By Kim Lamb Gregory

Helping to establish the CSUCI Santa Rosa Island Research Station (SRIRS) is among Russell Galipeau’s numerous achievements during his 15 years as the Channel Islands National Park Superintendent.

For his work on the SRIRS and because of the hundreds of CSUCI students he introduced to the wonder of the Channel Islands, President Erika Beck presented Galipeau with the Robert J. Lagomarsino Award during the President’s Dinner & Concert on Oct. 13 at the Commemorative Air Force Museum at the Camarillo Airport.

Russell GalipeauEach year, the award goes to an organization or individual who has contributed to or supported CSUCI.

“Russell Galipeau was truly instrumental in helping CSUCI establish its Santa Rosa Island Research Station, one of only a handful of university-led research stations located in a national park and focused on undergraduate research,” Beck said. “The station enables CSUCI faculty to conduct significant research projects and provides thousands of students with hands-on research experience and learning opportunities that many have described as life-changing.”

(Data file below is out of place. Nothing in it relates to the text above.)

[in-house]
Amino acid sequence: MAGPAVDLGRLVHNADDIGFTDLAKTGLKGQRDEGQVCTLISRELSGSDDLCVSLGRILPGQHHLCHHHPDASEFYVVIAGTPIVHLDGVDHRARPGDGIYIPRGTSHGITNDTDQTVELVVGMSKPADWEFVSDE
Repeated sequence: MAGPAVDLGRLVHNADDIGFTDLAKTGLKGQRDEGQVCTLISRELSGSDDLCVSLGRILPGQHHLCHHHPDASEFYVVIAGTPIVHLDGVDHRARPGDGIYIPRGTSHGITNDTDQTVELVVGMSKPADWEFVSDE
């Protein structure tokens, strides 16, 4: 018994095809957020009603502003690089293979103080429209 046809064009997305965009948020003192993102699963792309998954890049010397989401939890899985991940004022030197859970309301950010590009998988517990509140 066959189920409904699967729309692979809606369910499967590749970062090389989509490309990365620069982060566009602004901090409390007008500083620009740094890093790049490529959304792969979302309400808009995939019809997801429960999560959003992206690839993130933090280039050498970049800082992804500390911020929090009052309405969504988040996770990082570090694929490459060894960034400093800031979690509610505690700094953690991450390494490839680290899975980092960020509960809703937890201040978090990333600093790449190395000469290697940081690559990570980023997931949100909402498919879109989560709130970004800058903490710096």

Before retiring in June, Galipeau introduced hundreds of students to the raw beauty of the islands, an experience some had never had before.

“I invite any of you to go out there when the students are there and see how it changes their lives,” he said. “Many of your students from Channel Islands — they’ve never been to the beach, they’ve never been on a boat, let alone an island.”

You can't just learn with books, you have to go out and learn about the environment.

 Russell Galipeau

From the beginning, Galipeau recognized that CSUCI’s emphasis on innovative, hands-on learning aligned perfectly with the goals of the park. Plus, the SRIRS would be a rich resource for local schools as well as for researchers, educators and students from across the nation. 

“You can’t just learn with books, you have to go out and learn about the environment,” he said.

Galipeau attended the University of Florida in Gainesville as a wildlife ecology major, and later joined the National Park Service, where he would enjoy a 40-year career.

Because the island is a relatively isolated environmental system, Santa Rosa Island is an ideal outdoor laboratory for researching, learning and performing conservation, such as the successful recovery of the endangered island fox.

Galipeau hopes this story of conservation impresses itself upon the next generation to be good stewards of natural wonders like the Channel Islands.

“The Channel Islands gives us a story of hope,” Galipeau said. “They show us that if you cherish and want to restore something, you can do that, but you have to value it, love it, and believe it can be done.” 

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© Fall 2018 / Volume 22 /Number 02 / Bi-annual

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